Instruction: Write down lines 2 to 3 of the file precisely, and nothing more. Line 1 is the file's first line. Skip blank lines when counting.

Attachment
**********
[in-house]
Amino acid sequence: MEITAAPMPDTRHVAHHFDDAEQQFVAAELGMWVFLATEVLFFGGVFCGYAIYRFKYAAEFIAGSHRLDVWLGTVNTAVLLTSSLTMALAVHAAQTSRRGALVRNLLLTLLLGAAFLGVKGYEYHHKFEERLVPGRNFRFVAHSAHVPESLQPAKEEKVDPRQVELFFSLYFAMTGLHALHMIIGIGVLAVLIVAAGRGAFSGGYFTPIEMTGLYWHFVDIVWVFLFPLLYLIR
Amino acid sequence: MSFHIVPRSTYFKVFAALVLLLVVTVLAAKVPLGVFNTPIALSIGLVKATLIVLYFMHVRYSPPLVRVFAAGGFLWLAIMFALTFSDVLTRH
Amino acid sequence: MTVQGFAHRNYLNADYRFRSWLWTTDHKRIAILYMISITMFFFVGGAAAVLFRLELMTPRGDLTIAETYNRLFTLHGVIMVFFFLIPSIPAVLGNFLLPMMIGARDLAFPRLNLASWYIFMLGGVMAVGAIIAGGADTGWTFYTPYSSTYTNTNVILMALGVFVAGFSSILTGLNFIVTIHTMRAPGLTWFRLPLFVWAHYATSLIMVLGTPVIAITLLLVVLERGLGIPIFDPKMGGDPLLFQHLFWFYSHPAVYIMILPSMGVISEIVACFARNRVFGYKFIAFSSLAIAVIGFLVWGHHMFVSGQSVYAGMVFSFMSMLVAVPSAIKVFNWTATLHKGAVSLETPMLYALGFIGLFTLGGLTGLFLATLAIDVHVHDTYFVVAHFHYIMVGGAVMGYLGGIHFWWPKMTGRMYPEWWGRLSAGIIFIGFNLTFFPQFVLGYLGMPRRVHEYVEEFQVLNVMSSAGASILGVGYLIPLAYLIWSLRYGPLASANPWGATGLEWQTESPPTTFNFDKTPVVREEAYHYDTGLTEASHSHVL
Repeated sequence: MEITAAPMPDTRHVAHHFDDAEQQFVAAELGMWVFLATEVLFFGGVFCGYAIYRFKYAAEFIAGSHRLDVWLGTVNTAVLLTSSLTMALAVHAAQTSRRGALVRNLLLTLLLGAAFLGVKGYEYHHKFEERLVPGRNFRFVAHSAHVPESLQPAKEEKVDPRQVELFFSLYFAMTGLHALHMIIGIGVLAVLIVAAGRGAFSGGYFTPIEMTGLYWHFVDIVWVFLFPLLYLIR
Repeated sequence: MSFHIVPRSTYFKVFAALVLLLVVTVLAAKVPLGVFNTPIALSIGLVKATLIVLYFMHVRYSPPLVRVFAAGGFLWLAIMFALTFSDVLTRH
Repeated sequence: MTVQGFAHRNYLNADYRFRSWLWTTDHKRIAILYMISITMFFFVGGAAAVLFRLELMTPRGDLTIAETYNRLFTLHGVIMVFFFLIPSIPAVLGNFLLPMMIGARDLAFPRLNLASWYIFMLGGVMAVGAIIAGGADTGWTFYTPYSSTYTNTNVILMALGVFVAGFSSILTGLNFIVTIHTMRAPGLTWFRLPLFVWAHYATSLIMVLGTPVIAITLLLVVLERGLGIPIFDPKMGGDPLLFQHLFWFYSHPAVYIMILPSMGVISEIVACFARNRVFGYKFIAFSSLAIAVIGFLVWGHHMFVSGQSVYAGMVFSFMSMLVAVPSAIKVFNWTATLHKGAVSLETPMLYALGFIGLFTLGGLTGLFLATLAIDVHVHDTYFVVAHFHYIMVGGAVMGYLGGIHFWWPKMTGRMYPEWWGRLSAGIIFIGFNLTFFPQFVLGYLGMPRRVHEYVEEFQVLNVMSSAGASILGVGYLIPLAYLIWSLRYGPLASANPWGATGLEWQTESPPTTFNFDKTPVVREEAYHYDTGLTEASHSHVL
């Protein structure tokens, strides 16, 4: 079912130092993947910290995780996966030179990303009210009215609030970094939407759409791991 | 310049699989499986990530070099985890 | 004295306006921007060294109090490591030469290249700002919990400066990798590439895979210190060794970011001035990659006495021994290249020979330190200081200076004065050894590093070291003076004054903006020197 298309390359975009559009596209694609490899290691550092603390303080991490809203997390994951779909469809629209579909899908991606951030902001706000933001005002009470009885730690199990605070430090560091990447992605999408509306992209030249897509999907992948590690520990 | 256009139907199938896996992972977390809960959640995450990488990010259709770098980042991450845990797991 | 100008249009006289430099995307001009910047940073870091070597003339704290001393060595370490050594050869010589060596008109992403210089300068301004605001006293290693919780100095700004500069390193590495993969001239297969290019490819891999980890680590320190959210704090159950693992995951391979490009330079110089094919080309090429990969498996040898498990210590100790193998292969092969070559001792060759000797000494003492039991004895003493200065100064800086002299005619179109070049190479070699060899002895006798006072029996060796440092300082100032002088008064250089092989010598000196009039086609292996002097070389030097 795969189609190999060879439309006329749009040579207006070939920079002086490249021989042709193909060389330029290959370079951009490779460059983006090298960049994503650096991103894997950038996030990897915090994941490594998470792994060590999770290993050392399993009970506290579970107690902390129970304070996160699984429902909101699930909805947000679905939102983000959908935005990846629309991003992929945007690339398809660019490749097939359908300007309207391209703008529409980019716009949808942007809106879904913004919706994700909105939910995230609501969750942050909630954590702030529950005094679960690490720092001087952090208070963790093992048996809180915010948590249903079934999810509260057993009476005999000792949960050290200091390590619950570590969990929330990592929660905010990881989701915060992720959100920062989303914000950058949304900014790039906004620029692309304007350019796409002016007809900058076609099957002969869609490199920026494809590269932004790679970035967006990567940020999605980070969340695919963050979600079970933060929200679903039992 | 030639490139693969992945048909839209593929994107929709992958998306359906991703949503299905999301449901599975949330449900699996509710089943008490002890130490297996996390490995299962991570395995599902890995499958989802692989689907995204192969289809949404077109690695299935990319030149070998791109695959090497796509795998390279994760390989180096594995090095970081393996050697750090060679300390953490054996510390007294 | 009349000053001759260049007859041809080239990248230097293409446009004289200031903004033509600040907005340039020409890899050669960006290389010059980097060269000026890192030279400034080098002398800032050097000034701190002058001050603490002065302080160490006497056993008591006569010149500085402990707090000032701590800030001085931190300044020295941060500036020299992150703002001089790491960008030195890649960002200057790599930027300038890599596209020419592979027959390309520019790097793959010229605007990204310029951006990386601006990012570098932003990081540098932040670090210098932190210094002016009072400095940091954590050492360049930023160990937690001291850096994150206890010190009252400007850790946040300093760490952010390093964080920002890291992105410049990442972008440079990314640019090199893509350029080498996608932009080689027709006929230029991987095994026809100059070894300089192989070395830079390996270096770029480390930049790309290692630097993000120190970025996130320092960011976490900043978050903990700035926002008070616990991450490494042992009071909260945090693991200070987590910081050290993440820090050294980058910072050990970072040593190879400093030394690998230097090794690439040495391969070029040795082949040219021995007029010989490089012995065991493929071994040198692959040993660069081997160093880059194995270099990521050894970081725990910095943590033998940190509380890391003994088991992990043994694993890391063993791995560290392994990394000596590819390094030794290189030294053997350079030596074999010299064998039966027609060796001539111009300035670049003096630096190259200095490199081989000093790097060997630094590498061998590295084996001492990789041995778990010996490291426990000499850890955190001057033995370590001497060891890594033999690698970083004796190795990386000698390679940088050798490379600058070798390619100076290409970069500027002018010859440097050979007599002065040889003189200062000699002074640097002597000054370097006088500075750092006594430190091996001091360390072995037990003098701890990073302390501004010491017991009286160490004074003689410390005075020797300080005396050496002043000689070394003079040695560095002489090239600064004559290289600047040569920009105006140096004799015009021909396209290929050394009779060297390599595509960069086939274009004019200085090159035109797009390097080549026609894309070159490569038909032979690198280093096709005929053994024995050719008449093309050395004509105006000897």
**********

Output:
Amino acid sequence: MEITAAPMPDTRHVAHHFDDAEQQFVAAELGMWVFLATEVLFFGGVFCGYAIYRFKYAAEFIAGSHRLDVWLGTVNTAVLLTSSLTMALAVHAAQTSRRGALVRNLLLTLLLGAAFLGVKGYEYHHKFEERLVPGRNFRFVAHSAHVPESLQPAKEEKVDPRQVELFFSLYFAMTGLHALHMIIGIGVLAVLIVAAGRGAFSGGYFTPIEMTGLYWHFVDIVWVFLFPLLYLIR
Amino acid sequence: MSFHIVPRSTYFKVFAALVLLLVVTVLAAKVPLGVFNTPIALSIGLVKATLIVLYFMHVRYSPPLVRVFAAGGFLWLAIMFALTFSDVLTRH